I am currently writing up some notes on the max-plus algebra $\mathbb{R}_{\max}$ (for those that have never seen the term "max-plus algebra", it is just $\mathbb{R}$ with addition replaced by $\max$ and multiplication replaced by addition. For some reason, authors whose main interest is control-theoretic applications never seem to use the term "tropical", and I have been reading from such authors). There is a nice result which says the following:

$\textbf{Theorem.}$ Let $G$ be a directed graph on $n$ vertices such that each arc $(i,j)$ in $G$ has a real weight $w(i,j)$. Define the $n \times n$ matrix $A$ by $(A)_{ij} = w(i,j)$ if $(i,j)$ is an arc, and $(A)_{ij} = -\infty$ otherwise. Then for each $k > 0$, the maximum weight of a path of length $k$ from vertex $i$ to vertex $j$ is given by $(A^{\otimes k})_{ij}$ (here, $A^{\otimes k}$ is just the $k$th power of $A$, computed using the $\mathbb{R}_{\max}$ operations).

This result is certainly analagous to the standard result that the $ij$-entry of the $k$th power of the adjacency matrix gives the number of walks of length $k$ from vertex $i$ to vertex $j$. When writing up my notes I found myself claiming that the above theorem provides some evidence that $\mathbb{R}_{\max}$ is in fact a natural setting in which to study weighted digraphs, since there is no natural definition of an ``adjacency matrix'' of a weighted digraph (in the usual setting of $\mathbb{R}^{n \times n}$) that gives useful information about the weights. This seemed like too strong of a claim, especially since I am no expert in networks or combinatorial optimization. This leads to the question:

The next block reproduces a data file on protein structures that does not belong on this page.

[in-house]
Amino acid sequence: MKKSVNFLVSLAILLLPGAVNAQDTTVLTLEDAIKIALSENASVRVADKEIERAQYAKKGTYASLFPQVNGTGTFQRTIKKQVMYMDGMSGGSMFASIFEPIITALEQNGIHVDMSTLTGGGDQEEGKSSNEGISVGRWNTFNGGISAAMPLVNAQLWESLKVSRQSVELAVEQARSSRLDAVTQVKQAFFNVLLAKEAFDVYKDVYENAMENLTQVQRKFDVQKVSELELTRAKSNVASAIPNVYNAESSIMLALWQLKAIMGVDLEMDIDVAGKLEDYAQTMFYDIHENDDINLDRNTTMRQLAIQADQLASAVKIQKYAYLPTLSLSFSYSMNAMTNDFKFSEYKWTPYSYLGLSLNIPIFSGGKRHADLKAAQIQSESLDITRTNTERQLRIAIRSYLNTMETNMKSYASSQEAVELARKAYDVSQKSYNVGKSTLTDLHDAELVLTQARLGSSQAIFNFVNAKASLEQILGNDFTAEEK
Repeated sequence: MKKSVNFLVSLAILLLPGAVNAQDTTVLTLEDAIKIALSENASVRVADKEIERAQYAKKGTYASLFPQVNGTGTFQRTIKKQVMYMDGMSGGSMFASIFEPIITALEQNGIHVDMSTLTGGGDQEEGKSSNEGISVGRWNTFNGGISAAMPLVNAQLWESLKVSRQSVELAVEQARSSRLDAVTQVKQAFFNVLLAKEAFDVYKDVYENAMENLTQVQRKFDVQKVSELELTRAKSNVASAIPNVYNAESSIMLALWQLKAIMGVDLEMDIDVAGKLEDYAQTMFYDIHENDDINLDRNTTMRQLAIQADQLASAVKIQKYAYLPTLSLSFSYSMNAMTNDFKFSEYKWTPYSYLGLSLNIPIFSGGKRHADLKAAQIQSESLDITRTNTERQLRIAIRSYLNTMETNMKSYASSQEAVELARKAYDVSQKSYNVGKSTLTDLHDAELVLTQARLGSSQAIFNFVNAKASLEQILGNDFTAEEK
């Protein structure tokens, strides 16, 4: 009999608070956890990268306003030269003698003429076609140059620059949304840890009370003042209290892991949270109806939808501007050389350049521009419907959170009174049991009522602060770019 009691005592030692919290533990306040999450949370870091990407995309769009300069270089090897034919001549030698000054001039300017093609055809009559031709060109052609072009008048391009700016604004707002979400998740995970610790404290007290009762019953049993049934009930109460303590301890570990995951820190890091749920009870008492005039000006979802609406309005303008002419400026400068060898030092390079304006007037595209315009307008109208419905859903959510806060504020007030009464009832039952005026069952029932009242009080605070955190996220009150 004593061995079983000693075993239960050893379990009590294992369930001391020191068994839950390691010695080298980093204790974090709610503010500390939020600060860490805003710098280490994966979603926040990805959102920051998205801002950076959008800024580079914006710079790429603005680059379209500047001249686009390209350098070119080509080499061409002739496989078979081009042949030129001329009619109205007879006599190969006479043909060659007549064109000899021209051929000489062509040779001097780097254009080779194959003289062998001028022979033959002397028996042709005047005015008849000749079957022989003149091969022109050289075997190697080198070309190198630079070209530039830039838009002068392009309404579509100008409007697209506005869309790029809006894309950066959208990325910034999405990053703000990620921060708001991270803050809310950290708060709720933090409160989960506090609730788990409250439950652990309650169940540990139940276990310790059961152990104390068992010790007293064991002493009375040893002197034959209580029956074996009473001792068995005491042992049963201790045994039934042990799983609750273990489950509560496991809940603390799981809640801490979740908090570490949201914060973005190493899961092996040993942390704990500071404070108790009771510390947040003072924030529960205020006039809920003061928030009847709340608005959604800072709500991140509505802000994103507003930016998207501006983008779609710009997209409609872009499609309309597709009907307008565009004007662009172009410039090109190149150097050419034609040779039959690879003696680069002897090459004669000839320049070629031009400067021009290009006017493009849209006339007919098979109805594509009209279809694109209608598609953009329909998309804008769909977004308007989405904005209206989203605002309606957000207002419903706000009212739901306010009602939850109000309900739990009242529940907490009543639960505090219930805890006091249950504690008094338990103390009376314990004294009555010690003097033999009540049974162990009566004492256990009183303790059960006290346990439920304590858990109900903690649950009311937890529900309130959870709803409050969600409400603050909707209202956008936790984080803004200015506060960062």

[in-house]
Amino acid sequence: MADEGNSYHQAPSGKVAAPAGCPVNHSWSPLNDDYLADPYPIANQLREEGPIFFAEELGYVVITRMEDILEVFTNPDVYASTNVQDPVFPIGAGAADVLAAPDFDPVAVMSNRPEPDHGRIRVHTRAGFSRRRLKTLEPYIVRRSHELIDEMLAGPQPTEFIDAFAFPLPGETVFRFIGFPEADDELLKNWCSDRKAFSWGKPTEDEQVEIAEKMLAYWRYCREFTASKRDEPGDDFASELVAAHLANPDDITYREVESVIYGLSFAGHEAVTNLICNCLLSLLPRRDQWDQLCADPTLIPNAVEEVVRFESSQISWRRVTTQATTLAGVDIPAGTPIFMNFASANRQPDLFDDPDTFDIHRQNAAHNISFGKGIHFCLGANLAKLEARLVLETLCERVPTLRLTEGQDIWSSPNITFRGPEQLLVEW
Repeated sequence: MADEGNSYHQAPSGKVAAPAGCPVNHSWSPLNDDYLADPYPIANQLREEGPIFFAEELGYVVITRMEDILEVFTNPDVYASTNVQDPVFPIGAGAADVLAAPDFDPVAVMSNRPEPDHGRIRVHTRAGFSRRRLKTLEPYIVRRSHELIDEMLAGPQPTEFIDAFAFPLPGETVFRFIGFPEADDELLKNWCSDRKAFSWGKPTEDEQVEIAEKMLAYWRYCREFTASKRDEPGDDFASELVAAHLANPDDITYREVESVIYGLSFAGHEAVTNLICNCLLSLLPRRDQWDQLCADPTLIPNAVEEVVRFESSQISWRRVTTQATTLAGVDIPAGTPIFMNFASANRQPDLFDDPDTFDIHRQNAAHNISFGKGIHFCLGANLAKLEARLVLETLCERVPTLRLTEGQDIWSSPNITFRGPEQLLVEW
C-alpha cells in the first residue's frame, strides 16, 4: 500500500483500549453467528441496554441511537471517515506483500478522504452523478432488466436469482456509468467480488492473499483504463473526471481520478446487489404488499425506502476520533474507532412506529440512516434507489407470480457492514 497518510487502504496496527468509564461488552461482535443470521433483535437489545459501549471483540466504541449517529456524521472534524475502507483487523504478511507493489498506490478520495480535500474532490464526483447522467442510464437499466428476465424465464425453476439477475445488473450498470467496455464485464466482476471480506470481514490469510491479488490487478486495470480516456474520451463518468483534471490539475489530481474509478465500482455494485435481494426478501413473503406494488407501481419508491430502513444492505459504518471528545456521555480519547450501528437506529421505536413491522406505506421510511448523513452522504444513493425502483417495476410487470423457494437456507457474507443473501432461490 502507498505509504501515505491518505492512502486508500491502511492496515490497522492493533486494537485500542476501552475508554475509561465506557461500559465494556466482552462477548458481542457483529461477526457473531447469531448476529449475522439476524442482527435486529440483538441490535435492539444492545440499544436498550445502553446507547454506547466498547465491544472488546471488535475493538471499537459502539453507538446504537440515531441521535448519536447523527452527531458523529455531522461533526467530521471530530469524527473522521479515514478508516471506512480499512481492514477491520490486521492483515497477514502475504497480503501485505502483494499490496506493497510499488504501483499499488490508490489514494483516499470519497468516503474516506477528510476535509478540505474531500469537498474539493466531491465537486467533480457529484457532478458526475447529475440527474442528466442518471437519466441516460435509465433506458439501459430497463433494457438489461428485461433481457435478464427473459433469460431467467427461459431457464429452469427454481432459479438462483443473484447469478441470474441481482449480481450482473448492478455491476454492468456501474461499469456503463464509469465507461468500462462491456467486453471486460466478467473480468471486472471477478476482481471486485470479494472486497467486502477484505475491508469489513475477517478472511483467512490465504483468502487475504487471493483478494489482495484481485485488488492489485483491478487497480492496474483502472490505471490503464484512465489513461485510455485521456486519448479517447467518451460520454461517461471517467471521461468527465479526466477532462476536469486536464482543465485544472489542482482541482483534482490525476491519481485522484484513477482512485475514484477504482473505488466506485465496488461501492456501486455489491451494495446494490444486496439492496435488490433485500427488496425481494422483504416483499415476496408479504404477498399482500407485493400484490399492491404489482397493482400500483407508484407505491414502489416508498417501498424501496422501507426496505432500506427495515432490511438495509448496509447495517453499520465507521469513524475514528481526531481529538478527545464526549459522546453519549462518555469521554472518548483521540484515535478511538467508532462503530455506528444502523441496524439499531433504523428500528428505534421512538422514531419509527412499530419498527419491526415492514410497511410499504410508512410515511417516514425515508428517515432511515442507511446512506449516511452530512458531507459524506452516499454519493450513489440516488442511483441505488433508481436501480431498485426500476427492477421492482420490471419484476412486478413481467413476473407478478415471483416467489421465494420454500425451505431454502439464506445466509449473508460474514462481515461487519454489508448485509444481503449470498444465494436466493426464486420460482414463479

$\textbf{Question.}$ Is there a standard matrix (in $\mathbb{R}^{n \times n}$) associated with a weighted digraph that is analogous to the adjacency matrix and captures in a useful way the weights of the arcs?

$\textbf{Clarification:}$ By "analogous to the adjacency matrix" I mean a matrix that is defined simply in terms of the graph (vertices, arcs, and weights). I imagine there are all sorts of matrices associated to weighted digraphs so that computers can be used to analyze networks. But I am not interested in, say, a matrix that requires a complicated algorithm to compute its entries.